When you think of 1980s teen movies, I’m sure you probably go straight to an American high school, standing by the lockers, looking into the far distance while A Flock of Seagulls blares out in the background. That image is burned on the mind of everyone who grew up watching the romantic comedies, coming-of-age slice of schmaltzy bubblegum pop culture. Here is a list of five of the best from the Decade of Dreamers.
Forget about the doom and gloom engulfing the planet, stay indoors and stuff your face while enjoying the circus of amusement and entertainment that begins with…
5. Pretty in Pink
The Psychedelic Furs tune rocks the room, vibrating the vibrant eye make-up and leg warmers so synonymous with the 1980s. Molly Ringwald’s Andie is a lower-class student who goes on a date with Blane, an immaculately quiffed man about town. In the end, it turns out that what Andie was missing was her best friend, Duckie, played by the lovelorn Jon Cryer. ISN’T SHE PRETTY IN PINK? This is a thumping film with a pumping soundtrack. It is, quite simply, incredibly mid-1980s.
It might make you shed a tear, it will definitely make you laugh and could invoke memories of your teenage days, trying to ask people out while at all times trying to look cool and not break the defined social boundaries. Quality.
4. Stand by Me
Okay, so this is only just a teen movie, but the sentiment is still the same. Based on a short story by legendary author Stephen King, four friends travel through 1950s America, looking for a body of someone they know. I NEVER HAD ANY FRIENDS, LATER ON, LIKE THE ONES I HAD WHEN I WAS TWELVE. River Phoenix plays Chris, a member of a street-tough family of thugs and jailbirds who is desperate to make a better life for himself. Alongside his best friend, Gordie, they are the tender heart to the film driving along the story with their heartfelt admiration for each other. T
he scene when the fat kid eats the pie and is then sick on everyone will always be iconic. If you haven’t seen it then what have you been doing with your life?
3. Sixteen Candles
It’s another Molly Ringwald movie about teen angst, love and confusion all wrapped up in the warm comedy of writer John Hughes. After everyone forgets it’s her birthday, Samantha hopes to find a boyfriend who will celebrate with her. She is forced to reject the geeky, over-confident Ted in one of the most hilarious scenes of any film of the decade. Once again, we’re faced with the sugary sensation of young love and the sour texture of rejection
The film is punctuated by a soundtrack of epic proportions, Spandau Ballet’s song ‘True’ is an absolute banger. You don’t need to wish too much from this film. IT’S ALREADY COME TRUE.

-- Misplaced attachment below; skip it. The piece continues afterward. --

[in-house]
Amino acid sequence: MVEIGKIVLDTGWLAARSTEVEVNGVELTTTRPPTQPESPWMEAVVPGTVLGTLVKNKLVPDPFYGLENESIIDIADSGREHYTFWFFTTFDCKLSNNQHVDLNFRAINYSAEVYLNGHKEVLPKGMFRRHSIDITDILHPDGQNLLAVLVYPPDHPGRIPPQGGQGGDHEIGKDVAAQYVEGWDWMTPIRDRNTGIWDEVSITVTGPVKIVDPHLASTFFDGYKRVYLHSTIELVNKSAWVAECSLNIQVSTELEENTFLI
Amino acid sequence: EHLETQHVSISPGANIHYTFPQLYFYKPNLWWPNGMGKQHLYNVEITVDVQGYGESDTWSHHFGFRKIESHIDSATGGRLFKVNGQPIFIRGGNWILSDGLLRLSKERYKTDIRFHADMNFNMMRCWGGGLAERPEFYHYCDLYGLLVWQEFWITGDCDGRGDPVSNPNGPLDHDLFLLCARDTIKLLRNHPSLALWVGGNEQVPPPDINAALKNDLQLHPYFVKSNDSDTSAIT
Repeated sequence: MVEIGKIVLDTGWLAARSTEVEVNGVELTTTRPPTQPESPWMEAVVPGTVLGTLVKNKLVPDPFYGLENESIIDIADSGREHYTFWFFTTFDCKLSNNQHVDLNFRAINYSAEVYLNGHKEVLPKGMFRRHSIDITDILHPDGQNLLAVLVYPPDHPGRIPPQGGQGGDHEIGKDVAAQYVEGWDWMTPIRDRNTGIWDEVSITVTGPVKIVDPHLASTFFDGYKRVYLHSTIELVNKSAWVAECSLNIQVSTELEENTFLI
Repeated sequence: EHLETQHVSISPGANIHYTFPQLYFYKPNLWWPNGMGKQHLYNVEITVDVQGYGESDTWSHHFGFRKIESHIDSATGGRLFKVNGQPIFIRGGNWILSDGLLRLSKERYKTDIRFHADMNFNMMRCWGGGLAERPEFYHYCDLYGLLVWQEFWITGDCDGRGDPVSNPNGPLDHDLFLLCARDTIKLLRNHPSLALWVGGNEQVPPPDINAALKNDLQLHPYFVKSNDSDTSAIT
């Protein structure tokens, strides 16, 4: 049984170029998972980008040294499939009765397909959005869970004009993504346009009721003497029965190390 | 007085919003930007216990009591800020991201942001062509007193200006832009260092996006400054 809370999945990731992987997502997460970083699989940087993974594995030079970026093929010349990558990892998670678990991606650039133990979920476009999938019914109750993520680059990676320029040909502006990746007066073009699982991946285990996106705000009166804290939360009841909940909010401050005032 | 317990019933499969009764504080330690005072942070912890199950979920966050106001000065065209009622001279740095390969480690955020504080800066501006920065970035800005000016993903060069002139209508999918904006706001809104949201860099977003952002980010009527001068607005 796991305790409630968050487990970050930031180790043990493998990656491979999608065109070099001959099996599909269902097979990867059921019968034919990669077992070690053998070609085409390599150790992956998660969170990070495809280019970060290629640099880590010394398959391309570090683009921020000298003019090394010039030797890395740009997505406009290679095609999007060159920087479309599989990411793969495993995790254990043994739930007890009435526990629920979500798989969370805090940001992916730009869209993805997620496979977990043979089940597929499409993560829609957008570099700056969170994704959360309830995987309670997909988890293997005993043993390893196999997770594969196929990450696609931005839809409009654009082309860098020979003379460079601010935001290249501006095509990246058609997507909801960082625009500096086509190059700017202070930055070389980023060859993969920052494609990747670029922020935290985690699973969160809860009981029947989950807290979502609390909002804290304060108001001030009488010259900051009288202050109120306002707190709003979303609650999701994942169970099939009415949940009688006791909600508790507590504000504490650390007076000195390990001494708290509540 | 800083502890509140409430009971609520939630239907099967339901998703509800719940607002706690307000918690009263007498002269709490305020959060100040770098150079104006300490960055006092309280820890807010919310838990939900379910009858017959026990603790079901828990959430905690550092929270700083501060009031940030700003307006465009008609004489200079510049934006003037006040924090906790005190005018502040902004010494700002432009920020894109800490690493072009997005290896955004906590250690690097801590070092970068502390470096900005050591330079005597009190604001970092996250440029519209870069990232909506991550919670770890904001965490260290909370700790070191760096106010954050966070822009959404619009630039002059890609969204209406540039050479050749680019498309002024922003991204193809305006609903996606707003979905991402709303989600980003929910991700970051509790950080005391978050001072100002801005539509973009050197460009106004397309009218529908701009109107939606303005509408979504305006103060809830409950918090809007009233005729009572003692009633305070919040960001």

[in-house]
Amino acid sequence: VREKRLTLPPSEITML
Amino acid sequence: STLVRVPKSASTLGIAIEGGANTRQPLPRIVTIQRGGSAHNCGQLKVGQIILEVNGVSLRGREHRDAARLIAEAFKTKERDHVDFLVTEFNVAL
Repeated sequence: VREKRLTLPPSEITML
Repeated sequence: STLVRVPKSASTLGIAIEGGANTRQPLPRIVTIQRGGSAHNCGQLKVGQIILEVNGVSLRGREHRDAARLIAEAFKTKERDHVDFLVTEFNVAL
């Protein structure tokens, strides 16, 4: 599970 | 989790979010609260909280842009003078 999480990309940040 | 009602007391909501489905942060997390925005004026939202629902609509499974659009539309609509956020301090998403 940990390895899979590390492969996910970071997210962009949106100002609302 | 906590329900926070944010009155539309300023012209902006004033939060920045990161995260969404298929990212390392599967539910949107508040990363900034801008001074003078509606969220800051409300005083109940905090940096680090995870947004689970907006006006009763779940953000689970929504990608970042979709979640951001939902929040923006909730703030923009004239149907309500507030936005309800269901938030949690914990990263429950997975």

2. The Breakfast Club
I’ve started to realise that you can’t talk about 1980s movies without either John Hughes or Molly Ringwald- they just keep coming up. This is the one that you need to watch the most. Don’t you forget about it. It is the story of a group of very different high school kids that have an all-day detention on a Saturday morning, under the watchful eye of the bitter, angry Assistant Principal Vernon.
This is the very definition of a coming-of-age film, as the characters not only learn about each other, but they learn about themselves, too. Famed for bringing the so-called ‘Brat Pack’ generation of actors to the mainstream, this is a fantastic study into how different personalities connect and how opposites attract. It also features some of the most iconic scenes in cinematic history- the final scene, for example, where Judd Nelson puts his fist into the air. DON’T YOU FORGET ABOUT ME.
1.Ferris Bueller’s Day Off
1986 was a year of tragedy, Chernobyl nuclear plant exploded into radioactive ruin and Diego Maradona performed his infamous ‘Hand of God’ trick to cheat his way past England in the World Cup. However, on the plus side, this absolute gem of a film was released. Yet another John Hughes joint, Ferris Bueller is an intelligent high school senior who uses computers and evasion to miss a day at school, roping in his hypochondriac best friend Cameron for good measure. SAVE FERRIS. You’ll have to google what ‘breaking the fourth wall’ means but Ferris talks to the camera- or, to us- about his intentions and reasons for skipping school to go and watch baseball, drive a high-quality Ferrari and have the best day of his life.
The film is probably most famous for the protracted scene at the end where Ferris has to get home before his parents, he, of course, pretended he was unwell so they would not be suspicious. It is a delight. Again, if you haven’t seen it then there’s something seriously missing from your cinematic education.
So, there you go. There were loads more I could have put in. The 1980s is full of wonderful films. It was a tough choice to leave out Say Anything, Back to the Future and The Goonies but you can make up your own minds on what you would have done! Share the post and add your own in the comments if you think there are films that should have had an honourable mention.
Why not reacquaint yourselves with some classic, cheesy 1980s films. It’s not like anyone has anything better to do, right now.